Definitions

from The American Heritage® Dictionary of the English Language, 4th Edition

  • adj. Of or relating to the occiput or to the occipital bone: an occipital fracture.
  • n. The occipital bone.

from Wiktionary, Creative Commons Attribution/Share-Alike License

  • adj. Of or pertaining to the occiput (back of the head) or the occipital bone.
  • n. The occipital bone.

from the GNU version of the Collaborative International Dictionary of English

  • adj. Of or pertaining to the occiput, or back part of the head, or to the occipital bone.
  • n. The occipital bone.

from The Century Dictionary and Cyclopedia

  • Of, pertaining to, or connected with the occiput or hindhead: opposed to sincipital.
  • Having a comparatively large cerebellum, as a person or people; having the hind part of the head more developed than the front.
  • In entomology See foramen.
  • Small, a branch of the second cervical nerve, supplying a portion of the back part of the scalp and the occipitalis and attollens aurem muscles. Also called occipitalis minor.
  • The intersection of the visual axis with the spherical field of regard behind the head.
  • Internal, the point of intersection of the vertical and horizontal ridges on the inner surface of the occipital bone.
  • In craniometry, one of two triangles, the superior and the inferior, having the biparietal and bimastoid diameters for their bases respectively, and their apices at the inion.
  • n. In zoology and anatomy, the occipital bone; the bone of the hindhead; a compound bone, consisting of a basioccipital, a supra-occipital, and a pair of exoccipital bones, circumscribing the foramen magnum, and together constituting the first or occipital segment of the skull.
  • n. In herpetology, one of a pair of plates or scutes upon the occiput of many serpents. See cut under Coluber.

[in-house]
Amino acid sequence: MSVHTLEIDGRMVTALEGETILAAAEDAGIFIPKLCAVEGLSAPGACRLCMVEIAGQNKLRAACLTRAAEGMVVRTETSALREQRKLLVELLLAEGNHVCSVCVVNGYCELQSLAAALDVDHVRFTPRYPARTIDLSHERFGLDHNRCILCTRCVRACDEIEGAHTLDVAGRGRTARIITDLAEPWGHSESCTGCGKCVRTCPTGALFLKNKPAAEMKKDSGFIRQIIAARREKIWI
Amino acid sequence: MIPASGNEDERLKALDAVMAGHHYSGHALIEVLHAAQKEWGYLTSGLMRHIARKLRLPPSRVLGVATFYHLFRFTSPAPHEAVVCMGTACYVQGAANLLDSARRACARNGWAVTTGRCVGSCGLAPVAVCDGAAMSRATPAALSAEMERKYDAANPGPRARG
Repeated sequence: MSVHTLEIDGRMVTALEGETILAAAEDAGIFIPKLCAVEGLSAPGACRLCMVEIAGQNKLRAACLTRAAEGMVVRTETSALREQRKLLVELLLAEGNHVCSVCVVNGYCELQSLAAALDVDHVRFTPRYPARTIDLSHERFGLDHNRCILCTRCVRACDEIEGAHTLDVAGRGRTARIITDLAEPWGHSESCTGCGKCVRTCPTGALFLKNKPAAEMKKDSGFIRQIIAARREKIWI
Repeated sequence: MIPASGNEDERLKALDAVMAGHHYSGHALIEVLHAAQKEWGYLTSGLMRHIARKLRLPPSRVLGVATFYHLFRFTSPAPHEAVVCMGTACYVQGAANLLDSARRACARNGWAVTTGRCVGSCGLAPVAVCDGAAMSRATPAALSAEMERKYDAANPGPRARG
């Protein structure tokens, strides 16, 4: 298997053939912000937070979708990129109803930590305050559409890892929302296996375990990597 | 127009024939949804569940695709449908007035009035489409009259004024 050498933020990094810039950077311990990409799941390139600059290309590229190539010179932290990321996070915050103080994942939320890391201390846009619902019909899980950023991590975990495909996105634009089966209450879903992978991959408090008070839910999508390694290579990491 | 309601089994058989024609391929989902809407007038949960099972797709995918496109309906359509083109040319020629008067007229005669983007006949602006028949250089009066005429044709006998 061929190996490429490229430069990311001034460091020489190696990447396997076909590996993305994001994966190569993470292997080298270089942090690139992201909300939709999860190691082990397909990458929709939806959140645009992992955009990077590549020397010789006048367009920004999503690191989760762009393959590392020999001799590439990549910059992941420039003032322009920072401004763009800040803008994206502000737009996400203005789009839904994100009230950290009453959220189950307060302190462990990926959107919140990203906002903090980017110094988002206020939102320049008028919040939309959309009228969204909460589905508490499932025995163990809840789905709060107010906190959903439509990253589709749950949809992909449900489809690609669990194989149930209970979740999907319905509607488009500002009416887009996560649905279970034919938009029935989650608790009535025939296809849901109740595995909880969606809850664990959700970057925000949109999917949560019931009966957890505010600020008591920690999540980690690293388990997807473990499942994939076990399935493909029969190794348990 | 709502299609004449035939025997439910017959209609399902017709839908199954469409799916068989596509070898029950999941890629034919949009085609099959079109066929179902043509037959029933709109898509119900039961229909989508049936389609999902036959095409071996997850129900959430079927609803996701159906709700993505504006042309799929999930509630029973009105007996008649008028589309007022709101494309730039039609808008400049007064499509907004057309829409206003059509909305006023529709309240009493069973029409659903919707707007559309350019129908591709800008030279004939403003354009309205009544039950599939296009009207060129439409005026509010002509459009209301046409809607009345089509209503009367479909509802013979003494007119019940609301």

• n. The occipitalis muscle.

from WordNet 3.0 Copyright 2006 by Princeton University. All rights reserved.

  • adj. of or relating to the occiput

Etymologies

From New Latin occipitalis, from Latin occiput ("the back of the head"), from ob ("over against") + caput ("head"). (Wiktionary)

Examples

  • The position of the tentorium can easily be ascertained in your own head by the fact that where it crosses the median line there is a little projection of bone called the occipital knob, very prominent on some persons, barely perceptible on others.

    Buchanan's Journal of Man, April 1887 Volume 1, Number 3

  • I passed my hand absently across my hair - what Dixon had described as the occipital region.

    Movie Night

  • Above the foramen magnum the median supra-occipital bone completes what is called the occipital arch.

    Text Book of Biology, Part 1: Vertebrata

  • One such therapy, called occipital nerve stimulation, appears promising in the treatment of cluster headaches and migraines, studies show, although larger studies are needed.

    The Full Feed from HuffingtonPost.com

  • My first bullet pierced the frontal bone of his skull above his right eye and exited through the left occipital bone.

    Shortcut Man

  • Both groups suffered injuries most often in the occipital region at the back of the head.

    A New Weapon in the Fight Against Superbugs

  • I felt very sorry for the man with occipital neuralgia, which causes intense stabbing pain on one side of the head, but my pain was bilateral and felt like pressure, not electrical shocks.

    Chocolate & Vicodin

  • At first scholars thought that there had to be a command center within the brain to synthesize all the different functions exercised by the frontal lobe, parietal lobe, occipital lobe, and so forth—a command center to coordinate all this activity in order to be able to tell the limbs, the lungs, and so forth what to do.

    In the Valley of the Shadow

  • Attention has focused on the “verbal conceptual association area,” located at the junction of the temporal, parietal, and occipital lobes of the brain.

    In the Valley of the Shadow

  • A cotillion of neurons did their bob-and-whirl in my occipital lobe, and that created an electrical whoosh that the electrodes could easily pick up.

    World Wide Mind

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